(Call through cupped hands)


Grandma! Grandma!

But Grandma was in town


So he curled himself into a ball

(curl right hand into a fist)
And rolled himself right down

(Clench both fists and roly-poly them round each other)


* * * * * * *

Brown Possum (Action Rhyme)
Brown Possum, Brown Possum
Swish your bushy tail
(swish hands behind your back)

Brown Possum, Brown Possum
Swish your bushy tail
(swish hands behind your back)

Wrinkle up your little nose,
(wrinkle your nose and touch in with a finger)
Grab an apple with your toes!
(touch your toes)

Brown Possum, Brown Possum
Swish your bushy tail.
(swish hands behind your back)

* * * * * * *

Pygmy Possum (Fingerplay)
Here is a tree-hole.
(Bend fingers on one hand)
Inside is a Possum.
(Put thumb inside fingers.)
See she comes out
(Pop out thumb)
When Teatree blossoms.

She stays out all summer
In sunshine and heat.
She hunts in the bush
(Mimic picking and eating berries)
For berries to eat.

When snow starts to fall.
(fingers fluttering, moving side to side)
She hurries inside
(Bend fingers of one hand)
her warm little home
And there she will hide.
(Put thumb inside fingers.)

Snow covers the ground
(Place one hand over the other.)
Like a fluffy white rug.
Inside Possum sleeps
(pretend to be sleeping)
All cozy and snug.

* * * * * * * *

 Autumn (Closing Verse)
Yellow the bracken,
Golden the sheaves.
Rosy the apples,
Crimson the leaves.
Mist on the hillside,
Clouds grey and white.
Autumn, good morning!
Summer good night!

* * * * * * *



{ Festivals & Celebrations }

You would hardly know it is Autumn just yet. The first leaves on the poplars in the Huon Valley have only just begun turning. We’ve had windy days and a few small sprinkles of rain, but it is still dry, and there are certainly no puddles to test out the shiny, new season wellies in!

However, Autumn is slowly beginning to make her presence felt in cooler weather and the darker evenings. I enjoy the days drawing in - sewing in the evenings, lighting the candle during the evening meal, fungi spotting, warm nourishing soups. And in exciting news (for us), we ordered our fireplace for the house this week, not in time for this winter unfortunately, but we are already dreaming of gathering around the  cosy fire-hearth in the cool, windy Autumn and Winter evenings next year!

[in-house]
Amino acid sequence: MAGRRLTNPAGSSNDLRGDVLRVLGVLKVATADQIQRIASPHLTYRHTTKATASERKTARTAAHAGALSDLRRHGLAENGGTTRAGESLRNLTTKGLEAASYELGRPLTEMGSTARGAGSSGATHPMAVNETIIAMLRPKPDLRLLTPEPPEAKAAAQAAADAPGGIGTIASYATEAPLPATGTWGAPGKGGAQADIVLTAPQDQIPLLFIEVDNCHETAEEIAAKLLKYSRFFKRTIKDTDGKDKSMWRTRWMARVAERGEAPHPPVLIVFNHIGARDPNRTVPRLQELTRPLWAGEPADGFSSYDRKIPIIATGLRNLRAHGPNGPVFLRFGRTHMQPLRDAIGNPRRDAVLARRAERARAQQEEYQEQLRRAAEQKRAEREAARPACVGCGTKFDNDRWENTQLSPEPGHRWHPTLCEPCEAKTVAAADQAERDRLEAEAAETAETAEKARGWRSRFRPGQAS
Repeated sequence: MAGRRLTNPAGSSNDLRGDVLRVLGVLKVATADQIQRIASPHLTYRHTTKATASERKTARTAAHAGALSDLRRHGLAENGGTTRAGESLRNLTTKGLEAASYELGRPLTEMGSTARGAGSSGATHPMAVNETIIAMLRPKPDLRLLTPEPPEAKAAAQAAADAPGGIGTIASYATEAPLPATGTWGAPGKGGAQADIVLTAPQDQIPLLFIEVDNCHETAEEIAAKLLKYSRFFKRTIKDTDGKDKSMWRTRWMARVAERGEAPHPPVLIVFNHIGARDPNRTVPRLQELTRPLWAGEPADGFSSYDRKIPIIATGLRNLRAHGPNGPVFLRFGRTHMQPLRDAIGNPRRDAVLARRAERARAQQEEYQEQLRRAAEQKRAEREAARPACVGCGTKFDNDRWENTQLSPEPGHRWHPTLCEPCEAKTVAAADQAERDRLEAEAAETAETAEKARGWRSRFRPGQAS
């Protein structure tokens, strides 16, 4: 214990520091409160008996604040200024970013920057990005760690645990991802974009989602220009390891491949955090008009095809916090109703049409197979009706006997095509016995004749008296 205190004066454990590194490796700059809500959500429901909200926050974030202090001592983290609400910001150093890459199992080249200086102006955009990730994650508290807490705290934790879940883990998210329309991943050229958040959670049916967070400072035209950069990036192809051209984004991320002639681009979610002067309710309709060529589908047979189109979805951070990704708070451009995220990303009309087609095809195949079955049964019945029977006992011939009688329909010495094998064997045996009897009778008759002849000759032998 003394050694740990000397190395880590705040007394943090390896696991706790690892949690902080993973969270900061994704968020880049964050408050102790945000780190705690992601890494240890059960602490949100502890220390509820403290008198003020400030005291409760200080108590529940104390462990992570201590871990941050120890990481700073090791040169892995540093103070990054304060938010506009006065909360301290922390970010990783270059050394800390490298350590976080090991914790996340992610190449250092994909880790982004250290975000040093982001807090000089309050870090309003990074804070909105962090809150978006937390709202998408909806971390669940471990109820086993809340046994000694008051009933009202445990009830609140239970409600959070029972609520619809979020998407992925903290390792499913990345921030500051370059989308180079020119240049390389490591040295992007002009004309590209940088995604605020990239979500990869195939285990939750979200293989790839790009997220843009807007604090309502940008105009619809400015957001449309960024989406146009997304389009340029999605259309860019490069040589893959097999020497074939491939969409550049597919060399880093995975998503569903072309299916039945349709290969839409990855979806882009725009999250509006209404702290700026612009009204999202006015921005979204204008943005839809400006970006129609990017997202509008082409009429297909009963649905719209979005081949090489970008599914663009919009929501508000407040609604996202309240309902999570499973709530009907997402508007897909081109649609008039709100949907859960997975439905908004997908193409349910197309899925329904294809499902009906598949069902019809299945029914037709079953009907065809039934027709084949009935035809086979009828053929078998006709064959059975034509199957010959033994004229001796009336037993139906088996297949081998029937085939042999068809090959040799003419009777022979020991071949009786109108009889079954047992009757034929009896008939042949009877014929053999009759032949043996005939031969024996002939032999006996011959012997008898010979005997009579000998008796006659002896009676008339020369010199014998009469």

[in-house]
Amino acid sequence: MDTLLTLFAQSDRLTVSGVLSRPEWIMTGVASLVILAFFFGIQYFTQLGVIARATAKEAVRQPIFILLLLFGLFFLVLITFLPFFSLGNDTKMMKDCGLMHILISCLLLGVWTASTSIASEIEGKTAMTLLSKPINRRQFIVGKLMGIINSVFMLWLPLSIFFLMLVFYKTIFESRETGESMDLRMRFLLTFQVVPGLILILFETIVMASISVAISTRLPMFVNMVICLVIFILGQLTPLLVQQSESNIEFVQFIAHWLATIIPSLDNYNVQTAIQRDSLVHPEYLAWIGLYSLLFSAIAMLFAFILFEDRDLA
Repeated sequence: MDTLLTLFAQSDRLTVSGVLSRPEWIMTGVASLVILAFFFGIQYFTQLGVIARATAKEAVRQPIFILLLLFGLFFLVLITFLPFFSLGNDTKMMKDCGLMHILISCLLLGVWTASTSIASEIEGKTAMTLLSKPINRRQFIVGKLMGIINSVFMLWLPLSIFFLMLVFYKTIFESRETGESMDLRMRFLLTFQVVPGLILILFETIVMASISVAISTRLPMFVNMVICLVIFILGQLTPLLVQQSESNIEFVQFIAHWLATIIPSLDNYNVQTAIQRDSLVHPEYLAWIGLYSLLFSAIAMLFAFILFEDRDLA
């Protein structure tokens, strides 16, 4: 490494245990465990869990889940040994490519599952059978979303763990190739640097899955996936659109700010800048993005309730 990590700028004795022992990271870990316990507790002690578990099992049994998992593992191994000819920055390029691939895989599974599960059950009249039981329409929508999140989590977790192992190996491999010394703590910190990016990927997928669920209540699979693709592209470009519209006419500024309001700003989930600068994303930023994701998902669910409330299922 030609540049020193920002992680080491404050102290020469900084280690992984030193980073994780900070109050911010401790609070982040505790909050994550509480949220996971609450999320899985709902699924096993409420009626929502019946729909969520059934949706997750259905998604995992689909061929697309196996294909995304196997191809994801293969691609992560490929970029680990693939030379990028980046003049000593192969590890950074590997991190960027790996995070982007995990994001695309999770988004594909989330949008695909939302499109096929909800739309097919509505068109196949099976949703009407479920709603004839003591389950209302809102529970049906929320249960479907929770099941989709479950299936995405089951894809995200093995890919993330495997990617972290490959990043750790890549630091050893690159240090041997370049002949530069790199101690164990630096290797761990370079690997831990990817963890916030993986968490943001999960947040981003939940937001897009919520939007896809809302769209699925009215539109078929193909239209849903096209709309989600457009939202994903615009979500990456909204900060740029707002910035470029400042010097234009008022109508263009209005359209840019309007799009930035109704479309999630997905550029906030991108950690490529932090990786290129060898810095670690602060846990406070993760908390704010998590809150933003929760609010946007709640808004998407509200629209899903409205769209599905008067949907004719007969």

In fact Thursday marked the Autumnal Equinox - the light hours and dark hours of equal length. As a family we like to mark the passing of these important days in the natural world. It is a way of celebrating the seasons and the passage of time. Autumn Harvest Festivals are my favourite.

We spent the morning preparing food and crafting lanterns [tutorial here], and in the afternoon went elderberry picking with friends. We gathered together in the evening to share a potluck dinner of delicious seasonal yummies. The dads got competitive during apple bobbing and the older children and mamas had fun with ‘apples on a string’.

As dusk fell, lanterns were lit and the families moved down to the bonfire to sing songs and toast marshmallows. It was a wonderful way to mark the season with our special friends, and I think the children felt the magic in the air.







{ In The Kitchen }



{ Elderberry Cordial }
<recipe> from Suzanne Askham. 

'Collect as many berries as possible. At home, remove the berries from their stalks, discarding any that are past their best. The easiest way is to run a fork down the stalks. Put all the berries in a big bowl of water and swill around to remove any dust and bugs. Please note that the leaves and stems of this plant are considered toxic in the long-term, so don’t add them to your brew! A few tiny floret stems are fine, however.

Place the berries in a large pan and add just enough water to cover comfortably. Bring slowly to the boil, then simmer gently for 15 minutes. Stir from time to time.

Strain into a large bowl through a colander with a muslin cloth draped over it. Press the cloth with the back of a large spoon to get as much of the juice out as possible. Be careful about spills: this liquid stains!

Measure the amount of liquid you have and put it back in the rinsed out pan. Add half a kilo granulated sugar for each generous litre of liquid.

Heat gently until all the sugar is dissolved. While you are doing this, you might like to add the juice of  a couple of mandarins (or an orange or lemon) per litre of liquid.

Pour the liquid into sterilised bottles and seal immediately. Label and store in the fridge. (You can also freeze your cordial, but make sure you use plastic bottles and leave enough room in each bottle for the juice to expand when it freezes). Your elderberry cordial will keep all through the winter, until early spring, in the fridge.

To Use:
Dilute with water to drink – a ratio of 1 juice to around 5 or 6 water depending on your taste. You can also drink it with sparkling water, or white wine, or even champagne. And it’s wonderful diluted with hot water to chase away winter chills.'

*Note: It is quite delicious but much too sweet for our liking, so next batch we will experiment with using less sugar and a little less water to intensify the flavour. I added 4 or 5 whole cloves to the syrup with the sugar also. It will be delicious as a syrup on ice cream or in water kefir!



{ In The Garden }

We didn't get much done in the garden during week, and the poor junipers are still in pots waiting to be planted! We did potter a little in the garden from time to time, mostly just enjoying the fresh air and sunshine. 





~